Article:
Britain gives chop to forest rental scheme

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The British government abandoned plans Thursday to rent out half the country's state-owned national forests following a massive public outcry.

More than 500,000 people had signed a petition condemning the proposals to raise at least £250 million ($400 million, 290 million euros) by allowing companies and charities to take a lease on woodland.

"We got this one wrong," said environment minister Caroline Spelman as she told lawmakers the government was halting a public consultation into the plans.

The policy turnaround is the biggest by Prime Minister David Cameron's Conservative-led coalition government since it came to power in May with a mission to slash Britain's huge deficit.

The plans were announced just three weeks ago.

Cameron said the way Britain's forests were managed still needed an overhaul but said the government had to listen to public opinion.

"If you launch a policy consultation and you get a very strong and clear response, it is the right thing to do to be a listening government and respond to that," he told reporters.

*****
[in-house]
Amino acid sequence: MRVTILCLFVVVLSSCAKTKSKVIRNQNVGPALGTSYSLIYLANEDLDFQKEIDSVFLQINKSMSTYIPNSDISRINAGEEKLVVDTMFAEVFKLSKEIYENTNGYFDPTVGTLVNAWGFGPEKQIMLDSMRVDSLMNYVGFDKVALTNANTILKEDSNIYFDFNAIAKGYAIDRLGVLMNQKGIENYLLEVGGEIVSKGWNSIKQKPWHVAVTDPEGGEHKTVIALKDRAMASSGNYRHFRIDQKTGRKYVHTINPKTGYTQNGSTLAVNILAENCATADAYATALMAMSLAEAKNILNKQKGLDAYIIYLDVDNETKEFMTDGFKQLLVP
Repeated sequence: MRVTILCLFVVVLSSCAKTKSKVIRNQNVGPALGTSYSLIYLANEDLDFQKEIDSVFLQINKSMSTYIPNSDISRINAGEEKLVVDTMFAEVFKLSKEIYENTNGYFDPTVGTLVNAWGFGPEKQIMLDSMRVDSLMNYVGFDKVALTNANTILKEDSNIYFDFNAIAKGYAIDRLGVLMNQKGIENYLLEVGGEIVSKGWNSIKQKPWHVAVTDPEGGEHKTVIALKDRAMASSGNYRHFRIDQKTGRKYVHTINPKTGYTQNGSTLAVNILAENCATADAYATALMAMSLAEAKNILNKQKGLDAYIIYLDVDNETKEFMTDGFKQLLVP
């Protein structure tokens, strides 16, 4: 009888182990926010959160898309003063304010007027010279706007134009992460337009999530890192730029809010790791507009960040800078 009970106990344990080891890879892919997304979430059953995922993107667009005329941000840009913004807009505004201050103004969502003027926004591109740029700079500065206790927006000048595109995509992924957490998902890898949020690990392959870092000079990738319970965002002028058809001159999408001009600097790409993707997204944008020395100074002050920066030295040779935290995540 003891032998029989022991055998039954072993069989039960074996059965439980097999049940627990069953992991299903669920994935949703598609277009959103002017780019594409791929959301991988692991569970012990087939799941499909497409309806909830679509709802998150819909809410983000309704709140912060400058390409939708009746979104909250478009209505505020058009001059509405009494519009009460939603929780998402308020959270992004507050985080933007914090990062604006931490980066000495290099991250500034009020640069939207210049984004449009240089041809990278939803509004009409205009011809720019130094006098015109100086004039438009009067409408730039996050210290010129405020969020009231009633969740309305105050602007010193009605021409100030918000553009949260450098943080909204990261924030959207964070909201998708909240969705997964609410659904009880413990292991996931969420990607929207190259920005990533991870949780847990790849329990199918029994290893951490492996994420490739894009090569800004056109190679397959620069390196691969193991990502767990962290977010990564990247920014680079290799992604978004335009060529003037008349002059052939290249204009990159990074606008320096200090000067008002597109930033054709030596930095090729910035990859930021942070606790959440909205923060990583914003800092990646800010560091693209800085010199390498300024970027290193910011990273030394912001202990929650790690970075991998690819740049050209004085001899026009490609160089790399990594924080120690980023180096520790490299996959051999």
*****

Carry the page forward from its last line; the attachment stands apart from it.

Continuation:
The plan aimed to rent out up to 130,000 hectares of commercially viable forests -- about half of the 258,000 hectares owned by the state, which itself accounts for 18 percent of England's woodlands.

Under the plans, the woodland would either be handed over to charities to manage with the help of public funding, or sold or leased to civil society groups.

The plans sparked an angry reaction, with critics fearing the new tenants of the forests would fail to maintain them to current levels, or that they would shut swathes of woodland to the public.

Campaigners welcomed the decision to scrap the plan.

"This is what people power looks like, and over half a million of us are feeling very proud of what we've achieved together today," said David Babbs, head of the 38 Degrees campaign which launched the petition.

"We will keep watching David Cameron to make sure he keeps his word. But right now it looks like fantastic news for all of us who want to keep our forests safe in public hands for future generations."

The government is trying to save billions of pounds to reduce a record budget deficit.

© 2011 AFP

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